Applying paychecks to college, student lands internship and scholarships to university
05.09.2014 | By Jeannie Peng-Armao
Dreams really do come true, especially for Fernando Zuniga, a 21-year-old who has paid his way through college with Sears paychecks, while maintaining a 4.0.
Such persistence has finally paid off with an upcoming San Jacinto College graduation, scholarships to the University of Houston in the Fall to study mechanical engineering, and a summer internship at Rice University to study biomedical engineering.
"I came from a family who did not go to college," said Zuniga. "Because my dad is a mechanic, I enjoyed building things, but I wanted to take it to the next level and make my parents proud.”
The road hasn't been easy. First, Zuniga would need some guidance, starting with reading. “I’ve always been good at math, but English was a challenge because I was born in Mexico and moved here when I was younger,” said Zuniga. “I had to complete college prep reading, and that is where my professor, Carolyn Poole, taught me not to say 'try' but to say 'I will do'."
Zuniga's new motto stayed with him throughout his academic courses and achievements. Attending San Jacinto College as part-time student during his first year, he was able to add more classes and attend full time after receiving several scholarships that included the Louis Stokes Alliance for Minority Participation (LSAMP) scholarship, the Texas Science, Technology, Engineering, and Math (T-STEM) scholarship, and a San Jacinto College Foundation scholarship.
"The really hard class was physics, because I forgot everything from high school," said Zuniga. "Prof. Oommen George challenged me to earn my A through lab work and homework. I spent about 40 hours a week preparing for the final and ended up getting a 98. My first chemistry professor, Dr. Dolores Aquino, really guided me because I had forgotten everything I learned in high school chemistry."
Dr. Ann Cartwright, physical science department chair and co-chair of the STEM Council, served as Zuniga's mentor, as well as chemistry professor. The two often met to discuss scholarship opportunities, grades, and universities.
"I have taught chemistry for 35 years, and Fernando stands out," said Cartwright. "He knows how to study. On the first test this semester, he obtained one of the highest grades, and I had him tell the class how he studied for the test. To start, he goes through every homework problem at least three times. He just knows about the hard work to get to where he wants to go."
Besides maintaining a high grade point average, Zuniga also has picked up career-building skills to include a summer robotics internship, part of the LSAMP scholarship program; joining Phi Theta Kappa; and becoming treasurer of the National Society of Collegiate Scholars student chapter. He has participated in some of the science department's service learning projects, including demonstrating science experiments to elementary school students. Zuniga follows in the footsteps of several San Jacinto College students, including his friend, Daniel Rodriguez. Rodriguez did not finish his high school education, yet was able to move from college prep courses and excel within the science and math departments, which resulted in numerous scholarships, a Rice University internship last summer, and acceptance into the University of Houston College of Engineering.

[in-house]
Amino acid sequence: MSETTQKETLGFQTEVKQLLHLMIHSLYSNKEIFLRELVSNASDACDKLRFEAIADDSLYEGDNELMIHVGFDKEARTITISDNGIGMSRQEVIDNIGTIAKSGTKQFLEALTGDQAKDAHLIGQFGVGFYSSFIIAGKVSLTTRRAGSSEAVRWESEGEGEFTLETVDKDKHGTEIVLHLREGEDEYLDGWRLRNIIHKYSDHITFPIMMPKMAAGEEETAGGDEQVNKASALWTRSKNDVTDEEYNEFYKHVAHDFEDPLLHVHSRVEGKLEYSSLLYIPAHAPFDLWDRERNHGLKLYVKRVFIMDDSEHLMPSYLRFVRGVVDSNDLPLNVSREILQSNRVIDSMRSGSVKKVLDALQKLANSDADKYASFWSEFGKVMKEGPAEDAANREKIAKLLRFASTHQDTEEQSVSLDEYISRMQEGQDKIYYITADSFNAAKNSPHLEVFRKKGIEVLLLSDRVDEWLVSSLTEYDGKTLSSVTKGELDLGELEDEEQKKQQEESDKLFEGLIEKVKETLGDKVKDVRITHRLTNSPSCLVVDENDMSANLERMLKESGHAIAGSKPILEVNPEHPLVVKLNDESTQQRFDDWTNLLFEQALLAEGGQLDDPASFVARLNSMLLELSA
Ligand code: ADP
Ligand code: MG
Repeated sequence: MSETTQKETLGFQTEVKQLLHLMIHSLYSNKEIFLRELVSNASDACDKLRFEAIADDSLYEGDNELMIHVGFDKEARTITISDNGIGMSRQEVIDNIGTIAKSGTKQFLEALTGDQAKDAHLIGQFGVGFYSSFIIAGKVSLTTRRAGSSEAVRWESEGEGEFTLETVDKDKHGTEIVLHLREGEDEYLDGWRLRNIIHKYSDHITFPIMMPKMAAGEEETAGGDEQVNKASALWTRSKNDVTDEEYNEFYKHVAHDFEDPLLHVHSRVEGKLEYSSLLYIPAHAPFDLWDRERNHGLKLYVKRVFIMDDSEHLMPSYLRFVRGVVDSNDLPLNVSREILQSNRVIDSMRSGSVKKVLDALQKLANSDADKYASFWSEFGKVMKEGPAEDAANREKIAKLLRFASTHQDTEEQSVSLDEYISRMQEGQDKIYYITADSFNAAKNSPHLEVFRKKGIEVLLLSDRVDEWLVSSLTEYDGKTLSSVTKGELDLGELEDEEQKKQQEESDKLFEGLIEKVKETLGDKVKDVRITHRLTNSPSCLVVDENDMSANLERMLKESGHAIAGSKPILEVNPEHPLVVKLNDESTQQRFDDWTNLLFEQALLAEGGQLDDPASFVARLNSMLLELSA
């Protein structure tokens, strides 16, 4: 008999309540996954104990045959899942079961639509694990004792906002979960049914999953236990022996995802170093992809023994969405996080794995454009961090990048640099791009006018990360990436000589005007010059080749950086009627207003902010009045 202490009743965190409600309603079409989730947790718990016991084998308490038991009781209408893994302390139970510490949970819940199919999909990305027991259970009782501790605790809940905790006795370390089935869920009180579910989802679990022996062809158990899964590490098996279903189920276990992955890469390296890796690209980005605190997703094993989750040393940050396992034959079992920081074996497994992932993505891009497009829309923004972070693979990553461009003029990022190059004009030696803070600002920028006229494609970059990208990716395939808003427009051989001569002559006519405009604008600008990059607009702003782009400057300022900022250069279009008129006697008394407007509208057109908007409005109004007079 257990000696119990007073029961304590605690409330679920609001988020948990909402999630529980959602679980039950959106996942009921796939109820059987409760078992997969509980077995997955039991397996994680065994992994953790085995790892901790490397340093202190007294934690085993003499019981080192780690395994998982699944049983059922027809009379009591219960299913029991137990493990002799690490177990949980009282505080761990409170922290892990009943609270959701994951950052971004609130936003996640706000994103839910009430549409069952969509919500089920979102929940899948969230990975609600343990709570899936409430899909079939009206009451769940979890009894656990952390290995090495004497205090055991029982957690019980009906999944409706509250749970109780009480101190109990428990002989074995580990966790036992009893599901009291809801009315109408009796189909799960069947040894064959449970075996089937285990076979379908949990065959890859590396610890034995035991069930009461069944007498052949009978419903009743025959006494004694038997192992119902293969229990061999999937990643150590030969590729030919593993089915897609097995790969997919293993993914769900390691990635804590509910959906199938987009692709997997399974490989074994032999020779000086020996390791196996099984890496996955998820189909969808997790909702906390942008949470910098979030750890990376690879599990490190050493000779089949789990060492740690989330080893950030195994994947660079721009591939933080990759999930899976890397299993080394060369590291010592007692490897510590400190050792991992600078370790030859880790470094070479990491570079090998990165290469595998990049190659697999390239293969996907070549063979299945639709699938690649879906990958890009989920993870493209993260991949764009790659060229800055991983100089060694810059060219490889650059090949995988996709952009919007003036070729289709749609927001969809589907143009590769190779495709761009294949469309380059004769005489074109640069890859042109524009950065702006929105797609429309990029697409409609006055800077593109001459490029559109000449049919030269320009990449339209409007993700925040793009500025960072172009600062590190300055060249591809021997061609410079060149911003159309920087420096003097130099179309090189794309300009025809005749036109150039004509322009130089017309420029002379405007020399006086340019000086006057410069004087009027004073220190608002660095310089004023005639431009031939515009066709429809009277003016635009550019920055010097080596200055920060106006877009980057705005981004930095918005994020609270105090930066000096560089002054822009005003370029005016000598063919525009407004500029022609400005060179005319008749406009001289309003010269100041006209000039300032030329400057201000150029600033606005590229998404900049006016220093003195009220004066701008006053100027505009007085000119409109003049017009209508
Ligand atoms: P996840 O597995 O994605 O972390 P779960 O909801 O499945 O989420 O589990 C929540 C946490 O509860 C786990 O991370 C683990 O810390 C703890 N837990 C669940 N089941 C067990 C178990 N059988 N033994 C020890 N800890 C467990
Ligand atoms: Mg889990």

"Fernando appreciates the educational experience," said Cartwright. "Getting an education is developmental, and we work as a team for the student, from the academics to those real-life interview skills and professionalism. Fernando is proof that the community college practice of knowing our students and knowing their challenges works.”
About San Jacinto College
Surrounded by monuments of history, industries and maritime enterprises of today, and the space age of tomorrow, San Jacinto College has been serving the citizens of East Harris County, Texas, for more than 50 years. The Achieving the Dream Leader College is committed to the goals and aspirations of a diverse population of 30,000 students in more than 200 degree and certificate options, including university transfer and career preparation. Students also benefit from the College’s job training programs, renowned for meeting the needs of growing industries in the region. San Jacinto College graduates contribute nearly $630 million each year to the Texas workforce. San Jacinto College. Your Goals. Your College.